Archie Rice urged his audience not to applaud too loudly: ‘It’s an old house. A very old house.’ This may explain why The Entertainer (Archie in the lead) has not been revived in the West End. Too warm a reception might make the theatre fall down. Now all these fragile old houses have found an unlikely friend in Tessa Jowell, who wants to pull £125 million out of the proceeds of the National Lottery to keep them going. In its earlier days the Department for Culture, Media and Sport, which is her fiefdom, was known as the Ministry of Free Tickets. Since then it has had a modish makeover and is now the Department of Access and Outreach. Worldly-wise theatre managements will take the hint and trim their acts accordingly, just as worldly-wise museums have gone all relevant and interactive. Their boring old exhibits can be earmarked for de-accessioning — the word, if such it can be called, that museum curators use to mean selling or dumping. To a gathering of conservationists the other day, the minister’s minion put it plainly. Her view, they were told, was that heritage had been done. Soon enough she might turn the tap off for good. It was time to focus on this century’s priorities — health, education, the environment — thus, as she did not need to add, taking the strain off her colleague, the Chancellor. Never mind what the past thought it knew or what the future might want to know — but then, there has always been a touch of the Pol Pot about this government. Everything has to start again from Year Zero, except, by some quirk, some two dozen aging West End theatres. Just don’t call them heritage.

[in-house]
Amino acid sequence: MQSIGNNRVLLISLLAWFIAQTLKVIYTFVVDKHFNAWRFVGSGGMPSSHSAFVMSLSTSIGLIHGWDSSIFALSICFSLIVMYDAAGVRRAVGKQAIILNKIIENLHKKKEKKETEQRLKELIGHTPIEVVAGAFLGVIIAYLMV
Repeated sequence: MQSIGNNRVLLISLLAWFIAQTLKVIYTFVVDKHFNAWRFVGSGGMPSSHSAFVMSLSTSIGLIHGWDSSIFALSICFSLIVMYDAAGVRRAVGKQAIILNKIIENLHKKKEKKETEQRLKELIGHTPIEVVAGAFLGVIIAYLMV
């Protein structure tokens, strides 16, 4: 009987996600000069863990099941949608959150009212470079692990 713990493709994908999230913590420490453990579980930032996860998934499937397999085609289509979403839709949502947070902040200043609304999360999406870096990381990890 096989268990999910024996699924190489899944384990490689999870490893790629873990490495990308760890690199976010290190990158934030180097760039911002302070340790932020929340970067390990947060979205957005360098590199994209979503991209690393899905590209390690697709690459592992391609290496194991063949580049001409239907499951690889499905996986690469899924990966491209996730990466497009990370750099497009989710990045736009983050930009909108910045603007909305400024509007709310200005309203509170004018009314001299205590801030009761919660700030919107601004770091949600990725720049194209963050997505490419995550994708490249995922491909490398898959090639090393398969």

No offence meant
’Tis the season of inoffensive goodwill, so make sure that your office party books its act through Clean Comedians of California.